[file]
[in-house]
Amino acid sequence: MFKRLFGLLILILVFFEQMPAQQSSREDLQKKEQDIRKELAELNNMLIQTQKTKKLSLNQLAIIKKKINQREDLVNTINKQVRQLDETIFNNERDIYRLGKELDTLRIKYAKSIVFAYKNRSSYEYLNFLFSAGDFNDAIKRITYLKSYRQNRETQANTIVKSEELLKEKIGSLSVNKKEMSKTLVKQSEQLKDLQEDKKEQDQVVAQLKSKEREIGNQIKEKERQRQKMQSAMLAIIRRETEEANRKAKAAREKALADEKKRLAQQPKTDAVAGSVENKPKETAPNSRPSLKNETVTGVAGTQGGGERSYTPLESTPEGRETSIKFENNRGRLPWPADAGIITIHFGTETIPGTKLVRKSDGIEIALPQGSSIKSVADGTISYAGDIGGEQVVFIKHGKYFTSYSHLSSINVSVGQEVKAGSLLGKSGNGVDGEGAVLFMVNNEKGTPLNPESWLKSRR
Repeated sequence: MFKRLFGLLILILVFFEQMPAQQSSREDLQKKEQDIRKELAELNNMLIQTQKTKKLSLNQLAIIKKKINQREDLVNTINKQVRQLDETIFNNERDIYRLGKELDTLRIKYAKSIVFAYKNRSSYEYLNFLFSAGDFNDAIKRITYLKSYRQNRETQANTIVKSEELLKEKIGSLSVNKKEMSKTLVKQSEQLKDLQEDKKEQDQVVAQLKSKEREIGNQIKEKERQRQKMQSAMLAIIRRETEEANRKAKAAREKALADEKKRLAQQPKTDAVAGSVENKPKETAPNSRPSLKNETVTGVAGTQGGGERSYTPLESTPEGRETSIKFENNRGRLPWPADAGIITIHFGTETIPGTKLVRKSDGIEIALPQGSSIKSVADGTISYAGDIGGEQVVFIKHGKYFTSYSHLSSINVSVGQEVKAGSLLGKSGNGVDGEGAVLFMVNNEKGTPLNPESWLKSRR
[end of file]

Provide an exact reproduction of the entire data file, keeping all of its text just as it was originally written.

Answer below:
[in-house]
Amino acid sequence: MFKRLFGLLILILVFFEQMPAQQSSREDLQKKEQDIRKELAELNNMLIQTQKTKKLSLNQLAIIKKKINQREDLVNTINKQVRQLDETIFNNERDIYRLGKELDTLRIKYAKSIVFAYKNRSSYEYLNFLFSAGDFNDAIKRITYLKSYRQNRETQANTIVKSEELLKEKIGSLSVNKKEMSKTLVKQSEQLKDLQEDKKEQDQVVAQLKSKEREIGNQIKEKERQRQKMQSAMLAIIRRETEEANRKAKAAREKALADEKKRLAQQPKTDAVAGSVENKPKETAPNSRPSLKNETVTGVAGTQGGGERSYTPLESTPEGRETSIKFENNRGRLPWPADAGIITIHFGTETIPGTKLVRKSDGIEIALPQGSSIKSVADGTISYAGDIGGEQVVFIKHGKYFTSYSHLSSINVSVGQEVKAGSLLGKSGNGVDGEGAVLFMVNNEKGTPLNPESWLKSRR
Repeated sequence: MFKRLFGLLILILVFFEQMPAQQSSREDLQKKEQDIRKELAELNNMLIQTQKTKKLSLNQLAIIKKKINQREDLVNTINKQVRQLDETIFNNERDIYRLGKELDTLRIKYAKSIVFAYKNRSSYEYLNFLFSAGDFNDAIKRITYLKSYRQNRETQANTIVKSEELLKEKIGSLSVNKKEMSKTLVKQSEQLKDLQEDKKEQDQVVAQLKSKEREIGNQIKEKERQRQKMQSAMLAIIRRETEEANRKAKAAREKALADEKKRLAQQPKTDAVAGSVENKPKETAPNSRPSLKNETVTGVAGTQGGGERSYTPLESTPEGRETSIKFENNRGRLPWPADAGIITIHFGTETIPGTKLVRKSDGIEIALPQGSSIKSVADGTISYAGDIGGEQVVFIKHGKYFTSYSHLSSINVSVGQEVKAGSLLGKSGNGVDGEGAVLFMVNNEKGTPLNPESWLKSRR